John Flanagan ended his "Lost Stories" collection by hinting at a new hero we hadn't yet seen -- a half-Skandian, half-Araluen boy.
And he makes good on those hints with "The Brotherband Chronicles: The Outcasts," the first part of a new series about a "brotherband" of oddball teenagers whom nobody else wants. Flanagan really shows how he's grown as a writer in this book -- while it has lots of training sequences and competitions between the brotherbands, he weaves in a darker tale about very sneaky pirates.
Hal has never fit in with the other boys in Hallashom, due to his mother being an ex-slave from Araluen. So he isn't happy to be starting out the brotherband training that all Skandian boys go through.
He's especially concerned because the arrogant, cruel Tursgud -- who particularly hates Hal -- will be competing against him. Hal has gotten some training in fighting from the one-armed tramp Thorn, but it might not be enough to keep him safe. And on the day when the three brotherbands will be chosen, Hal finds himself the leader of one group -- a group of outcasts that nobody else wants.
However, Hal has ingenuity, charisma and a lot of guts, and his buddies have their own unique qualities -- hot-tempered Stig, half-blind but strong Ingvar, pickpocket Jesper, quarrelsome twins Wulf and Ulf, sharp-tongued Stefan and the quiet Edvin. And as the boys struggle through the training, a mysterious ship filled with Magyaran pirates is plotting to infiltrate Hallashom and steal its greatest treasure...
"The Brotherband Chronicles - The Outcasts" is a thoroughly solid beginning to John Flanagan's new series, especially since it builds on the world he began with in the Ranger's Apprentice series. It also shows how much he's grown as a writer -- it sometimes reminds me of the training-heavy "The Ruins of Gorlan," but the main plot is more evenly dispersed throughout the book instead of being lumped at the end.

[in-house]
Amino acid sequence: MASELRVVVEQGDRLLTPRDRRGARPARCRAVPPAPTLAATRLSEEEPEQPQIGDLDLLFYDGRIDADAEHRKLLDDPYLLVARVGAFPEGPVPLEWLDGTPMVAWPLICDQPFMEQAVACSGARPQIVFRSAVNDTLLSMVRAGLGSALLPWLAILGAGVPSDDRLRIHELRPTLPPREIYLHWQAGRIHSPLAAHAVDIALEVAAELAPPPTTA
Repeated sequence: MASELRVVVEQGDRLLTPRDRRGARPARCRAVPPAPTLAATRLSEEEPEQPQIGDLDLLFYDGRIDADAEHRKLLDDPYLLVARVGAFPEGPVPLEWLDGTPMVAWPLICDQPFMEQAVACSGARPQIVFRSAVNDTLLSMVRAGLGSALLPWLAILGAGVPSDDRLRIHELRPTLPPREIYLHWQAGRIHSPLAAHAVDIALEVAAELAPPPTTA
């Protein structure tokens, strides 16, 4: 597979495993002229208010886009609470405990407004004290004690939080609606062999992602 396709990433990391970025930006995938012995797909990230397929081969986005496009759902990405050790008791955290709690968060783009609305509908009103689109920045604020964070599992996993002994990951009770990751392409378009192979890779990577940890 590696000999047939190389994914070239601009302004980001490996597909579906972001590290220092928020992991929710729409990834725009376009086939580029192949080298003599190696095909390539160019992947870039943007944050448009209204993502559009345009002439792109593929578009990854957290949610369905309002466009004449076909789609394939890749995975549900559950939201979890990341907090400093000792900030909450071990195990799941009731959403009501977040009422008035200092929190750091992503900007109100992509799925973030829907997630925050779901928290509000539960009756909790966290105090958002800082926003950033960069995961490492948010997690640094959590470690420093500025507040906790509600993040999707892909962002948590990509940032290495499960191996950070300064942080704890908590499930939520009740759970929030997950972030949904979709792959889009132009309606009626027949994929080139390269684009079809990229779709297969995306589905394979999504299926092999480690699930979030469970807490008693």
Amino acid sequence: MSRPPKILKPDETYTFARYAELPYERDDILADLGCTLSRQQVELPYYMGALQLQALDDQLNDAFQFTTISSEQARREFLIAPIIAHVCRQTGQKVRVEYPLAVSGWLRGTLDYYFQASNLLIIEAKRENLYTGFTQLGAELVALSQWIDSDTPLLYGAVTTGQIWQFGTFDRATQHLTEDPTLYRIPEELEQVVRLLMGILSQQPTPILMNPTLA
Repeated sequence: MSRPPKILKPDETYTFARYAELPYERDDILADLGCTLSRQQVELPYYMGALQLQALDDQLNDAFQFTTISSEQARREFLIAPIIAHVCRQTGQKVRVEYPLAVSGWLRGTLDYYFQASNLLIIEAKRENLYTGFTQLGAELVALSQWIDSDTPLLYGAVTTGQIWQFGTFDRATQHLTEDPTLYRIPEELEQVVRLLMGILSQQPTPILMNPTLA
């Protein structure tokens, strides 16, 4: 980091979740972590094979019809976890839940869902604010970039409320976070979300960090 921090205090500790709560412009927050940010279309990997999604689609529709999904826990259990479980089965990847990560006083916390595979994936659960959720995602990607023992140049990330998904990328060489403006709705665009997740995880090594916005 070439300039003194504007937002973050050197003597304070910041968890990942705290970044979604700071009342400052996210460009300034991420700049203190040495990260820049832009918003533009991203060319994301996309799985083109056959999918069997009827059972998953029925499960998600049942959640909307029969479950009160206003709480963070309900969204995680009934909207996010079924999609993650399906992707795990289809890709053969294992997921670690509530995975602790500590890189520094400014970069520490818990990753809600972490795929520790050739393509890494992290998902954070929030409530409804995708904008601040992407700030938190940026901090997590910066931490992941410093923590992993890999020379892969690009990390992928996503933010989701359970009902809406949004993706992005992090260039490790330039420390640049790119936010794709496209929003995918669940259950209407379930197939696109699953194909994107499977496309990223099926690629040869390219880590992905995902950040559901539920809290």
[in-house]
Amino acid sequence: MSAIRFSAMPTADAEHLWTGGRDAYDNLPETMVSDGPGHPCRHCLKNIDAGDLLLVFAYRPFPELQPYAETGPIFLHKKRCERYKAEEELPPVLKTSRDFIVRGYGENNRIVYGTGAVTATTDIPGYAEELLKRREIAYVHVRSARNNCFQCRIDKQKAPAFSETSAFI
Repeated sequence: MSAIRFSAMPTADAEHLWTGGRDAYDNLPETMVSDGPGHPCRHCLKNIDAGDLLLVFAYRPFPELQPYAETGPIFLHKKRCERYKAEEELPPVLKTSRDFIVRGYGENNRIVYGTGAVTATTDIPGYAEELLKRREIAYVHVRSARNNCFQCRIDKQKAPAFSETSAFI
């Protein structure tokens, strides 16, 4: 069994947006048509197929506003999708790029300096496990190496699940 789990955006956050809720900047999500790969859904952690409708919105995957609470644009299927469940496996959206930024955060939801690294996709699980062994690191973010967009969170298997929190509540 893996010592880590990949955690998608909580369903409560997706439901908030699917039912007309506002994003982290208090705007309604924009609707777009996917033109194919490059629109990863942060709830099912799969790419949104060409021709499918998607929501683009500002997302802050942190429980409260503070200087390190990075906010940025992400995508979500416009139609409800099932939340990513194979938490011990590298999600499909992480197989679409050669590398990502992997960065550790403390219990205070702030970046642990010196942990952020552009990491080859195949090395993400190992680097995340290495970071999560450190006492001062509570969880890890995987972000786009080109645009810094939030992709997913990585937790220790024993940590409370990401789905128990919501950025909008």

And as with his Ranger's Apprentice books, Flanagan creates a solid adventure story with plenty of action (the Heron's wild maiden voyage) and some genuinely grueling training exercises, only SOME of which our heroes will be able to win. But he also leavens it with plenty of humor, such as the trip through Erak's delightfully tasteless storeroom -- which includes a giant chandelier, cherubs, and one of those horrible fountains shaped like a little peeing boy. Urgh.
I was a little concerned that Hal would be too similar to Flanagan's last hero, Will Treaty. However, the only real similarities is that they're small but smart teenage boys -- Hal is a bit fiercer, as well as being a clever inventor who is always improving things (his crossbow, boat sails, etc). Each of the boys is given a distinct personality, with flaws and strengths.
And Thorn is one of the most intriguing, engaging characters -- we first see him as a drunken, suicidal tramp who has lost one of his arms. But we slowly see Hal giving him something to live for, even as Flanagan slowly reveals how he lost his hand and what he used to be.
"The Brotherband Chronicles - The Outcasts" is a delightful, fresh adventure that shows us new facets of John Flanagan's fantasy world, and introduces a new hero that I certainly want to see more of.